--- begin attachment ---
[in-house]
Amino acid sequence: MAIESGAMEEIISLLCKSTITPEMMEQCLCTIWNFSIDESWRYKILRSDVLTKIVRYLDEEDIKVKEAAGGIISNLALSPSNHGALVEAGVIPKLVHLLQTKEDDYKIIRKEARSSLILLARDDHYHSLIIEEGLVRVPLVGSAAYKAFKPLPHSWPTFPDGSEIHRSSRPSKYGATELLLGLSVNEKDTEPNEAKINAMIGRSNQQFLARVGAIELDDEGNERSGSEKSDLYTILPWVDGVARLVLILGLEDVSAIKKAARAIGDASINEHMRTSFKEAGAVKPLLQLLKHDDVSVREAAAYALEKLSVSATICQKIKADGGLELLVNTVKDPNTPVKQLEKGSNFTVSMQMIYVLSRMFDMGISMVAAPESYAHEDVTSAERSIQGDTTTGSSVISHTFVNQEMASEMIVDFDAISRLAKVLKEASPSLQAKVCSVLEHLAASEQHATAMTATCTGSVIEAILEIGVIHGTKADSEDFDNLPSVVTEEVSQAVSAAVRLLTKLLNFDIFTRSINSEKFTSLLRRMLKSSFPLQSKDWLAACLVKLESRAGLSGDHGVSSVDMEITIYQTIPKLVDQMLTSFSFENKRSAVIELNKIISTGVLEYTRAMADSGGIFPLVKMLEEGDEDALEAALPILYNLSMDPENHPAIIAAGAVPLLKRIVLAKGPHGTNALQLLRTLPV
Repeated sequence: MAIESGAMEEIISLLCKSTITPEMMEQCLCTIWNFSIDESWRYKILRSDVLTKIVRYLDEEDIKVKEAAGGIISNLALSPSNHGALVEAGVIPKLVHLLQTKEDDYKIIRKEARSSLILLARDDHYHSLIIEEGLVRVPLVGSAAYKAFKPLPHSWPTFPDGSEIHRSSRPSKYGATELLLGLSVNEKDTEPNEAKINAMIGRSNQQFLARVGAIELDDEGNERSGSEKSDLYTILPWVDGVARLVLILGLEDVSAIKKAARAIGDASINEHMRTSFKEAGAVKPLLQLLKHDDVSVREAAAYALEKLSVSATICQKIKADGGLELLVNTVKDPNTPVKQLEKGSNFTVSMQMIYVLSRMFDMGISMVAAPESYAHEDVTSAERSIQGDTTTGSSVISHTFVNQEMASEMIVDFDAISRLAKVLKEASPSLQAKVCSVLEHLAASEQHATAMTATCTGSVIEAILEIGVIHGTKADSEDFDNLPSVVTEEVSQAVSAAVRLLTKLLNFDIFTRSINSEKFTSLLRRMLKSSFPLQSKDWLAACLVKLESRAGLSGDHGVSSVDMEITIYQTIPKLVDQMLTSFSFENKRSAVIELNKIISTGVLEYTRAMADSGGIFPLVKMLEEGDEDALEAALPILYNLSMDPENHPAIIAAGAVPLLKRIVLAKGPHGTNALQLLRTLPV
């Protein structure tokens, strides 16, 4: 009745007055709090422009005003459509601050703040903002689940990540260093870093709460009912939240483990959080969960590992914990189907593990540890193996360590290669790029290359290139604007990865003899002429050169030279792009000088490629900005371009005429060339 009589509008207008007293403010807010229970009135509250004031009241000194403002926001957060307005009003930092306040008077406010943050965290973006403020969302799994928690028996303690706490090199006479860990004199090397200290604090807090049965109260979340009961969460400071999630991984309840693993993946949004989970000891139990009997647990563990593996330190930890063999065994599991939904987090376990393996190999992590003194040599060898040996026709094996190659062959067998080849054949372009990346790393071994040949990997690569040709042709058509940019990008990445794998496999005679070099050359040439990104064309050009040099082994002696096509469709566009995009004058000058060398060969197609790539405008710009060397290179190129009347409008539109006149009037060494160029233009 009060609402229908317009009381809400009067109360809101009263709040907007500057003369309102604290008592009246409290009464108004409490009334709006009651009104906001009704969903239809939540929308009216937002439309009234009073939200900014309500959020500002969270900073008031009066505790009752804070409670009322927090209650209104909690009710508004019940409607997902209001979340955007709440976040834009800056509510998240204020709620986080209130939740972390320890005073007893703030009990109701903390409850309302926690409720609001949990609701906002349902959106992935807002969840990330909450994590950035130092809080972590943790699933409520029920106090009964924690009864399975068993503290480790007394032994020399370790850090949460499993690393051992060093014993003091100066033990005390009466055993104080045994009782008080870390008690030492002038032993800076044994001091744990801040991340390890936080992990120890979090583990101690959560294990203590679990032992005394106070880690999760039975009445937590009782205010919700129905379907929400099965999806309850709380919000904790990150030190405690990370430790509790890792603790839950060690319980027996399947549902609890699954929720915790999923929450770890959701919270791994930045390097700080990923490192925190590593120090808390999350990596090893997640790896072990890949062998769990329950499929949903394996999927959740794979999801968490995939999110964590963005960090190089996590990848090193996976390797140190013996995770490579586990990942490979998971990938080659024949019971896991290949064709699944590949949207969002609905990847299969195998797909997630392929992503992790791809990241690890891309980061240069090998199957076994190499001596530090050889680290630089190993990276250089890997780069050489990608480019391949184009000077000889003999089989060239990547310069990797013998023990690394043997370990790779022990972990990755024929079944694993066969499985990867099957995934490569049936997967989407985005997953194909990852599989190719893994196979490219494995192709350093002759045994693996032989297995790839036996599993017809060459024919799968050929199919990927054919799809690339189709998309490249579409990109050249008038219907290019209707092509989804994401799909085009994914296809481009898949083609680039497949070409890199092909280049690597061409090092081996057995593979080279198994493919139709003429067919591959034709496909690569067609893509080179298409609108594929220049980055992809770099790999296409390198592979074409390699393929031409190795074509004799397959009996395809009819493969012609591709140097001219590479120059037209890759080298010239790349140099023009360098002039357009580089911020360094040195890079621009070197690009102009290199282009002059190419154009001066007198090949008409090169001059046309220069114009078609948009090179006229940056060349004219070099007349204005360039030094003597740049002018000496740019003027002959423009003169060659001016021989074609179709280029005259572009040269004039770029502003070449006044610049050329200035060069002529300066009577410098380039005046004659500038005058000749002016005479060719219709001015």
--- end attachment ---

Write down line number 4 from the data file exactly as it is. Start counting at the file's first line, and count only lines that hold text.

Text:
């Protein structure tokens, strides 16, 4: 009745007055709090422009005003459509601050703040903002689940990540260093870093709460009912939240483990959080969960590992914990189907593990540890193996360590290669790029290359290139604007990865003899002429050169030279792009000088490629900005371009005429060339 009589509008207008007293403010807010229970009135509250004031009241000194403002926001957060307005009003930092306040008077406010943050965290973006403020969302799994928690028996303690706490090199006479860990004199090397200290604090807090049965109260979340009961969460400071999630991984309840693993993946949004989970000891139990009997647990563990593996330190930890063999065994599991939904987090376990393996190999992590003194040599060898040996026709094996190659062959067998080849054949372009990346790393071994040949990997690569040709042709058509940019990008990445794998496999005679070099050359040439990104064309050009040099082994002696096509469709566009995009004058000058060398060969197609790539405008710009060397290179190129009347409008539109006149009037060494160029233009 009060609402229908317009009381809400009067109360809101009263709040907007500057003369309102604290008592009246409290009464108004409490009334709006009651009104906001009704969903239809939540929308009216937002439309009234009073939200900014309500959020500002969270900073008031009066505790009752804070409670009322927090209650209104909690009710508004019940409607997902209001979340955007709440976040834009800056509510998240204020709620986080209130939740972390320890005073007893703030009990109701903390409850309302926690409720609001949990609701906002349902959106992935807002969840990330909450994590950035130092809080972590943790699933409520029920106090009964924690009864399975068993503290480790007394032994020399370790850090949460499993690393051992060093014993003091100066033990005390009466055993104080045994009782008080870390008690030492002038032993800076044994001091744990801040991340390890936080992990120890979090583990101690959560294990203590679990032992005394106070880690999760039975009445937590009782205010919700129905379907929400099965999806309850709380919000904790990150030190405690990370430790509790890792603790839950060690319980027996399947549902609890699954929720915790999923929450770890959701919270791994930045390097700080990923490192925190590593120090808390999350990596090893997640790896072990890949062998769990329950499929949903394996999927959740794979999801968490995939999110964590963005960090190089996590990848090193996976390797140190013996995770490579586990990942490979998971990938080659024949019971896991290949064709699944590949949207969002609905990847299969195998797909997630392929992503992790791809990241690890891309980061240069090998199957076994190499001596530090050889680290630089190993990276250089890997780069050489990608480019391949184009000077000889003999089989060239990547310069990797013998023990690394043997370990790779022990972990990755024929079944694993066969499985990867099957995934490569049936997967989407985005997953194909990852599989190719893994196979490219494995192709350093002759045994693996032989297995790839036996599993017809060459024919799968050929199919990927054919799809690339189709998309490249579409990109050249008038219907290019209707092509989804994401799909085009994914296809481009898949083609680039497949070409890199092909280049690597061409090092081996057995593979080279198994493919139709003429067919591959034709496909690569067609893509080179298409609108594929220049980055992809770099790999296409390198592979074409390699393929031409190795074509004799397959009996395809009819493969012609591709140097001219590479120059037209890759080298010239790349140099023009360098002039357009580089911020360094040195890079621009070197690009102009290199282009002059190419154009001066007198090949008409090169001059046309220069114009078609948009090179006229940056060349004219070099007349204005360039030094003597740049002018000496740019003027002959423009003169060659001016021989074609179709280029005259572009040269004039770029502003070449006044610049050329200035060069002529300066009577410098380039005046004659500038005058000749002016005479060719219709001015």